Short duration government bonds outperformed longer duration in the face of significant rising yields since the end of July. Yields rose on the back of further rate hikes and hawkish comments from central banks. The Federal Reserve is expected to continue to raise rates aggressively at its next meeting. Global government bonds dipped by -3.4%, investment grade by -3.4% and high yield by -2.1% over the last 30 days.

The US dollar continued to strengthen against other major currencies on the more hawkish rhetoric from the Federal Reserve and higher interest rates. As the other central banks continue to play catch up.

In terms of commodities, oil (-4.3%) has come back more recently. Natural gas futures have fallen back of late, but prices are still quadruple what they were just a year ago, which is impacting electricity prices in many countries, especially Europe.

ECONOMICS  
 Latest

Consensus

Forecast

UK GDP (QoQ)-0.1
UK PMI49.6
UK CPI (YoY)10.110.0
EU GDP (QoQ)0.8
EU PMI48.9
EU CPI (YoY)9.19.1
US GDP (QoQ)-0.6
US PMI56.9
US CPI (YoY)8.58.0

What’s happened in portfolios?

The week of 5 September saw no real change in our broad positioning, but we continue to be more defensive within all asset classes.

Equities remain a challenging environment with clear headwinds present. We are looking to take a more defensive approach by tilting our exposure to more quality focused strategies in relation to value. In particular, the more cyclically oriented value fund Dodge & Cox has stood out given its overweight to better performing financials and healthcare sectors.

In fixed income, the significant upward shift in yields has made this asset class more attractive. The hawkish rhetoric from central banks and more robust economic data have helped yields rise further – meaning shorter duration investment grade credit funds have outperformed both our longer dated and shorter dated safe-haven government bonds.

In real assets, The Renewable Infrastructure Group (TRIG) continues to grow and diversify and announced the acquisition and development of three battery storage sites in the north of England, totalling 250 megawatts. To put this in perspective, TRIG’s £2.9 billion renewable energy portfolio generates four terawatts of clean renewable power annually. Once the first two projects are completed in 2025, the investment will represent around 4% of the portfolio (up from 1% currently).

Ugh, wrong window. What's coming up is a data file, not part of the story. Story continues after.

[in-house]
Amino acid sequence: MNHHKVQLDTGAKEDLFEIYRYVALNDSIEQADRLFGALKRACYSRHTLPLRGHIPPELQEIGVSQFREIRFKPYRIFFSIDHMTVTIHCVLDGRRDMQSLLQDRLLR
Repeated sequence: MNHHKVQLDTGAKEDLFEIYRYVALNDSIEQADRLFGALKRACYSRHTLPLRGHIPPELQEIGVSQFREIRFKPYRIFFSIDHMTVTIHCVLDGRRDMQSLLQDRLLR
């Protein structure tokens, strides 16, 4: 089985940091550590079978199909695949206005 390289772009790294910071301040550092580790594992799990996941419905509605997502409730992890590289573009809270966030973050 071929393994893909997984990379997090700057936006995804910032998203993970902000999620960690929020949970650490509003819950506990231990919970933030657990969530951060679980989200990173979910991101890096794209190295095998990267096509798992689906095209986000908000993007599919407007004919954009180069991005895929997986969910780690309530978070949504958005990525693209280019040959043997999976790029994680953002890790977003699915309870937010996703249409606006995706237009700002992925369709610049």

Real assets remain attractive as an alternative to fixed income and with some inflation protection, although we are taking a more defensive approach here too by reducing our allocation to REITS, such as commercial properties, which tend to be more cyclical in nature and increasing our weighting to less cyclical exposures. We’re also looking at a small holding of gold as a means of portfolio insurance, in case of recession or stagflation. Infrastructure remains of interest given valuations and stability.

In alternative strategies, our private equity fund Oakley Capital Investments released its first half year results for 2022 with its net asset value per share up by an impressive 17% during a difficult period for markets. This was supported by a buyback of one million shares to moderate discount widening and the board remains committed to its share buyback programme. Alternative strategies remain a credible diversifier within portfolios in the current environment while most other asset classes are so closely correlated.

What's happening this week?

13 September • US Consumer Price Index | 14 September • UK Consumer Price Index | 14 September • EU Industrial Production

Clients of Nedbank Private Wealth can get in touch with their private banker directly to understand how their portfolios are responding to market events, or call +44 (0)1624 645000 to speak to our client services team.

 

If you would like to find out more about how we manage clients’ investments, please contact us on the same number as above. Or you can get in touch using the links to the forms towards the end of this page.

Sources: Nedbank Private Wealth and (1) Bloomberg, (2) Reuters, (3) European Central Bank, (4) NASDAQ, (5) Financial Times and (6) Morningstar

The value of investments can fall, as well as rise, and you might not get back the original amount invested. Exchange rate changes affect the value of investments. Past performance is not necessarily a guide to future returns. Any individual investment or security mentioned may be included in clients’ portfolios and is referenced for illustrative purposes only, not as a recommendation, not least as it may not be suitable. You should always seek professional advice before making any investment decisions.